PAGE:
Wednesday, May 18, 2016
Dentists Share Simple Tips to Help Your Children Fend Off Cavities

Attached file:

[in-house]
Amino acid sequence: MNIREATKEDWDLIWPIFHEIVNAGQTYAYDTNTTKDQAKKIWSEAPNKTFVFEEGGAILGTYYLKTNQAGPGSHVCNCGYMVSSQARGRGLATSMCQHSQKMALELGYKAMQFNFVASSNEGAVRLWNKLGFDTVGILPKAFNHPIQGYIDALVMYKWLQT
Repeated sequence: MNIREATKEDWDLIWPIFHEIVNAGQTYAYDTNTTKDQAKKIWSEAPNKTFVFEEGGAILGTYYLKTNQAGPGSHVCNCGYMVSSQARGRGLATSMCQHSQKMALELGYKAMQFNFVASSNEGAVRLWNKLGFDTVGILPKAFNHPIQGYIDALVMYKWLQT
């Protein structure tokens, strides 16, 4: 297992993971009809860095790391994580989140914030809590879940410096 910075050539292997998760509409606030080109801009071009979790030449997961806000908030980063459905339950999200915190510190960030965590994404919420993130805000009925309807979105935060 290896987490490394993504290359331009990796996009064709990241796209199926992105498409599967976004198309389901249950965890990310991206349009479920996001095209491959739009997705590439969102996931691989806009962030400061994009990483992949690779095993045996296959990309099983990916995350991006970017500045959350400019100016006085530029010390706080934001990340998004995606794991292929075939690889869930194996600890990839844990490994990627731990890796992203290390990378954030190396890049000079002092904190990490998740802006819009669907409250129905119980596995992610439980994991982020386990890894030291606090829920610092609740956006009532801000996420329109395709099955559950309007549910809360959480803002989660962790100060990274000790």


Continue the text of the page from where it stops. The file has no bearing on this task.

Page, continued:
Tooth decay is the most prevalent chronic childhood disease in the United States, and is five times more common than childhood asthma and twenty times more common than diabetes. According to a study conducted by the National Institute of Dental and Craniofacial Research has found that 42 percent of children ages 2 to 11 have cavities in their baby teeth. The same study shows that 21 percent of children from the same age bracket have cavities in the permanent teeth. The development of tooth decay can have long-lasting effects, even if the cavity “only” affected a baby tooth. Tooth decay on baby teeth can easily spread to the permanent teeth underneath, significantly increasing the likelihood of the permanent tooth succumbing to decay later on in life. In some cases, early tooth decay can affect the proper formation of permanent teeth.